Letter To The FCC: Stand With Net Neutrality and Protect The People

The following is a letter to the FCC, which I sent on June 02, 2014 here, and which you can see posted at the FCC site here: It has been written here on the blog for easier discovery. I encourage any who want to do so, to use any portion of this letter for your own letter to them, if you want to fight for Net Neutrality, and to encourage broadband internet be reclassified as a Title II utility. You can write your own letter to the FCC digitally here for a limited time.

Dear Tom Wheeler and the FCC,

I, and thousands of others who have found this website regarding comments on this fundamental issue, although made difficult to ever find and comment on, would like to express my deepest of concerns for the future of the open Internet. Giant Internet service providers (ISP) such as Comcast and Verizon conduct their business within a monopoly throughout the United States. There is no competition within individual markets when it comes to a consumer having a choice in Internet provider. In only a select few markets, such as Kansas City, Google Fiber has been brought to bring better service at better rates. It is this nature of competition that drives value within consumer markets, and it is this which fuels a better competitive world for the services that myself and my fellow citizens utilize for our businesses, and for our daily lives. These select few markets are, however, the only place in the United States where competition in broadband Internet service can actually be found. If I live in an area where Comcast runs its lines, I cannot choose another cable internet provider if I wish, such as Charter Communications, Cox, or a comparable service. I either choose Comcast, or I settle with slow DSL connection speeds (which are usually an even more expensive and much slower alternative). In many markets, even this option is unavailable, especially in rural America. There is another industry where such a system exists. The ability to choose service providers is restricted to only a single company, and we, as citizens living in this country, must choose the provider which controls our market. I’m of course referring to power companies, city water services, gas to heat our homes, telephones to communicate with one another, and other utilities. It is in this way, with the help of government regulation, that consumers are able to get a fair value for services that have only one provider. Verizon, a company that provides high‐speed internet, has openly contested the reclassification to Title II – yet despite their vocal disapproval, they’re taking advantage of Title II benefits already, because of their internet utilizing phone lines. Their business strategy has been working for years, taking advantage of the benefits of Title II, without being subject to the regulations of it. They’re beating your system, and you’re allowing it to happen. Broadband Internet providers like Comcast rely on the exclusivity of their markets to bring data to consumers. They rely on the exclusive control they have over the areas they are offering service, so that customers have little choice but to pay them for it. This is why, at the most fundamental level possible to explain, the merger with Comcast and Time Warner Cable will kill consumer choice even further, without a reclassification of Internet Services as a Title II utility. Should this merger be allowed to succeed, Comcast, a company that already owns much of the news and information we consume on a daily basis, such as their NBC stations, Hulu’s online video services, and production studios, will also control nearly 50% of the high‐ speed internet market in the United States. That means that over 160 million Americans will be REQUIRED to pay Comcast for service if they want high‐speed internet (because there is no choice within individual markets).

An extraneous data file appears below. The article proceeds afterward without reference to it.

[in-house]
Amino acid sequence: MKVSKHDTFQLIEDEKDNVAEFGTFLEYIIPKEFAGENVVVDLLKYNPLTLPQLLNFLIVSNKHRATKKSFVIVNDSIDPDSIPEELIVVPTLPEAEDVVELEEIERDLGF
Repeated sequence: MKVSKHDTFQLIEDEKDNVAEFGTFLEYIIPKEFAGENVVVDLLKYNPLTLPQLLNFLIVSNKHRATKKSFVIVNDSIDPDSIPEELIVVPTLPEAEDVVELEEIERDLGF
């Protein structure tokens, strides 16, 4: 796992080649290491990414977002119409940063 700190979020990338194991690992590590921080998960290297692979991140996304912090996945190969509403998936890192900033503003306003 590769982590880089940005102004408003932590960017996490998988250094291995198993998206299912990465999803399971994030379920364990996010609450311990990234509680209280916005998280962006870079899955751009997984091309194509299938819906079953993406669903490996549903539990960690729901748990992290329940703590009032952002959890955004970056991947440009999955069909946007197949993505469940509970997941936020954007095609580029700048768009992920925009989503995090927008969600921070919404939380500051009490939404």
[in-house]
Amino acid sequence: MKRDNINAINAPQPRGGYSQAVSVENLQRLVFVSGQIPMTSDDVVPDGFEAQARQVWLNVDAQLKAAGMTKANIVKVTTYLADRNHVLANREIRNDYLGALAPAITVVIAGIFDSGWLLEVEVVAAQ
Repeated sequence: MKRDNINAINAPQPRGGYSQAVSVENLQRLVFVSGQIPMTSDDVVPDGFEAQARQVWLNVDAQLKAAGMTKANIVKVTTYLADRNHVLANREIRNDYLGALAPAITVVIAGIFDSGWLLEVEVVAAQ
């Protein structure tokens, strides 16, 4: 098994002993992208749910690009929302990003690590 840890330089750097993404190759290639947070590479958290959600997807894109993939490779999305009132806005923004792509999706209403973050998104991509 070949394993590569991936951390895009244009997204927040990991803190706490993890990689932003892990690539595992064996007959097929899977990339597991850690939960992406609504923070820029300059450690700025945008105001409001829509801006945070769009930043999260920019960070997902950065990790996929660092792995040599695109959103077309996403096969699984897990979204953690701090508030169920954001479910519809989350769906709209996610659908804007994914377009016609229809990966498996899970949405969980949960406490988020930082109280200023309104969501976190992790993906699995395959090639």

If this isn’t seen immediately as anti‐competitive by its very nature, than I’ve lost all faith in the FCC to protect the American people. Likewise, allowing “fast lanes” and “slow lanes” for traffic is equally as anti‐competitive, since Comcast also owns network television stations, news websites, and other media companies such as Hulu, and would immediately give preferential treatment to their own services to the 160 million+ people that are subject to their data packages. This dramatically limits innovation, is extremely against consumer interest, and widens the gap even further between the multi‐billion dollar companies and small businesses world‐ wide. America has always been a nation fueled by the drive to innovate. Throughout our history, we’ve seen the devastating effects that private companies can have on our world when left unchecked, and allowed to get too large. The entire reason for a Title II classification is to control that which is becoming out of control, limit the power of that which is too powerful, and allow for more competition in areas that can innovate more because of competition. I firmly believe, and urge the FCC, and the United States lawmakers to understand that this is exactly what Comcast is, and that high‐speed Internet is precisely the same today as power was ‘back in the day’. Consumers have no choice. They must choose the single company that provides the service in their area… and that is why it needs classified as Title II immediately. Thank you for your time. I sincerely hope you’ll do the right thing for the people and taxpayers of this country, instead of the big money that flows through your bank accounts for a vote. We, the American People, are watching. Sincerely, Charlie Pryor, Detroit Michigan June 1, 2014

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